6. Mr Beaks

    Mr Beaks Chillin' With My Peeps

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    Won't let me post report. Any suggestions?
     
  7. chickengeorgeto

    chickengeorgeto Overrun With Chickens

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    Mail the report to a moderator via the Private message system and ask the moderator to post it for you.
     
  8. Mr Beaks

    Mr Beaks Chillin' With My Peeps

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    Thank you for the suggestion! I'll give it a try in the morning as it is well past midnight here. Thanks again.
     
  9. Eggcessive

    Eggcessive Chicken Obsessed Premium Member

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    Did he have any swelling or redness in his joints, since he was lame? Looking forward to seeing your report. Here are a couple of links to read about staphyloccoccal infection of joints:
    http://www.merckvetmanual.com/mvm/p...infectious_skeletal_disorders_in_poultry.html
    http://www.thepoultrysite.com/diseaseinfo/143/staphylococcosis-staphylococcal-arthritis-bumble-foot/
    http://articles.extension.org/pages/68112/staphylococcus-in-poultry


    The following is a short quote from a study in the Iraqi Veterinary Journal:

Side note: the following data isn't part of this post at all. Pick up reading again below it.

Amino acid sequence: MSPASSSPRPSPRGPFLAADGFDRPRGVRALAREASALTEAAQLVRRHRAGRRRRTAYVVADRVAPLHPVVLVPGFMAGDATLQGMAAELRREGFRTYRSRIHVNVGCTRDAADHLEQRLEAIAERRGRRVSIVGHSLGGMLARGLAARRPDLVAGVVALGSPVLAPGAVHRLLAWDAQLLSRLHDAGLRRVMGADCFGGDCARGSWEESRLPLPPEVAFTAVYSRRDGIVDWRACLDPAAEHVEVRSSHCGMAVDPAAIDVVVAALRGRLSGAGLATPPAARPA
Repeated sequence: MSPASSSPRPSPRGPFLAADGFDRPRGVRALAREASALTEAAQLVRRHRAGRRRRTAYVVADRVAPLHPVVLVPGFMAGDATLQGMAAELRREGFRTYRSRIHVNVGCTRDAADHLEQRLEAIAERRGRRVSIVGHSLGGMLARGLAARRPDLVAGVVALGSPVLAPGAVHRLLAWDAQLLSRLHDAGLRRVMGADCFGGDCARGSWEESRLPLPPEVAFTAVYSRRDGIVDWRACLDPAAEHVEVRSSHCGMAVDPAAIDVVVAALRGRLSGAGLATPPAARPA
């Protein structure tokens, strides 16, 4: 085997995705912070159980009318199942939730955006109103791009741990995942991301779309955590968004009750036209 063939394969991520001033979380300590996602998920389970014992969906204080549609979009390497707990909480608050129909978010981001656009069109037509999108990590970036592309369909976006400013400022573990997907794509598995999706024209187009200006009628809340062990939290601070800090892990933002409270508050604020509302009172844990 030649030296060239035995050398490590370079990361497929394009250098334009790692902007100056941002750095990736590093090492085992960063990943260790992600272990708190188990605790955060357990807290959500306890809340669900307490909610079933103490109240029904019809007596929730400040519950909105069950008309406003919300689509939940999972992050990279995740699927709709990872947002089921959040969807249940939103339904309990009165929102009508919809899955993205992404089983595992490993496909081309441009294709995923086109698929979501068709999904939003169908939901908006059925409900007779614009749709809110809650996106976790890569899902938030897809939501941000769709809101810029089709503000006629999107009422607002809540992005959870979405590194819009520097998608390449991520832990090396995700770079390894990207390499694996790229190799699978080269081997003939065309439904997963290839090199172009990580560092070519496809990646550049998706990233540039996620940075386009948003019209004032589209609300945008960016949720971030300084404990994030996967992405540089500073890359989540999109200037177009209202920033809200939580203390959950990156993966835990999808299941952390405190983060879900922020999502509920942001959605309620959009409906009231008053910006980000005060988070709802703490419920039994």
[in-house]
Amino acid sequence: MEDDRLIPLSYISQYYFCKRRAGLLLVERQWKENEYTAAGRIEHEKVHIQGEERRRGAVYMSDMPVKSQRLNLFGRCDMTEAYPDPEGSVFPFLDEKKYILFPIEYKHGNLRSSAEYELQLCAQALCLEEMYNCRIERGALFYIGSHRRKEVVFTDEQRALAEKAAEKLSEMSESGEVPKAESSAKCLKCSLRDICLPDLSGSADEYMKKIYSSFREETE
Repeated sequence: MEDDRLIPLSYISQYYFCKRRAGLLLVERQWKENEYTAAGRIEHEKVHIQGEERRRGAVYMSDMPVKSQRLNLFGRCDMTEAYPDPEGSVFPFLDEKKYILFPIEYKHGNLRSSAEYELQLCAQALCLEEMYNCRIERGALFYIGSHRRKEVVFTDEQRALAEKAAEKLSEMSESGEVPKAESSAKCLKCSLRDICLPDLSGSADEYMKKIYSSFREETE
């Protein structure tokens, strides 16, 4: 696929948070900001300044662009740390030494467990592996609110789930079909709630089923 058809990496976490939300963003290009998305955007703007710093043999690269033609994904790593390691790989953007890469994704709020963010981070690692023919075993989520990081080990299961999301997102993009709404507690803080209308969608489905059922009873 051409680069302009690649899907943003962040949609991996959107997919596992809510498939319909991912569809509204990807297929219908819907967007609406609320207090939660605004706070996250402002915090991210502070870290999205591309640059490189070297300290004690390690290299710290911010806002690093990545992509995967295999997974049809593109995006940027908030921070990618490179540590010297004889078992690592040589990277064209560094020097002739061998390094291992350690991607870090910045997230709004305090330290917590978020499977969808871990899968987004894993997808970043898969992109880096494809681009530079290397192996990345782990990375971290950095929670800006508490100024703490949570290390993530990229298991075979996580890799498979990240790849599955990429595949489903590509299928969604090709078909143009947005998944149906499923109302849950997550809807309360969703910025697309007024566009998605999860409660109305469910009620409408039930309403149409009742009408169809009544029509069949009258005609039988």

The most frequent sites of Staphylococcus aureus infections in poultry were bones, tendons, sheaths and joints, especially tibiotarsal and stifle joints (11). In the present study Staphylococcus aureus was isolated at the percentage of 50.98%, same results (11,12). The bacterium is considered to be normal resident of the chicken, located on the skin, feathers and in the respiratory tracts. This organism must enter the circulatory system to cause disease, thus probability of infection is increased by any injury that provides the bacteria with rout of entry (2,6). Arthritis is most commonly caused by Staphylococcus aureus, but Escherichia coli and Erysipelothrix rhusiopathiae are some times involved as are, rarely other bacteria . This result was similar to (11). Antibiotic Susceptibility of Staphylococcus aureus was found to be sensitive to amoxycillin and resistant to gentamycin, novobiocin the same results reported (11). Experimental inoculation of Staphylococcus aureus isolate to 35 days old chickens showed bacteremia after 24 hours and increased during 96 hours (14). Bacteremia is an essential prerequisite to occur diseases this agreed (15). Clinical signs and post mortem findings confined to depression, lameness, swollen joint, and unable to stand (5,16). Joint infections occurred with in 48-120 hours. The affected joints showed increase of synovial fluid which was turbid and yellowish this founded (17). Staphylococci have a high affinity for collagen-rich surfaces such as the articular surface of joints, and synovial sheaths located around joints and tendons. This organism also tends to localize in the growth plate of actively growing bones (18). Staphylococcal infection is the most real important causes of arthritis leading to economic losses in the broiler chickens as high morbidity swollen joint thus we must take care to control the Staphylococcal infection in poultry.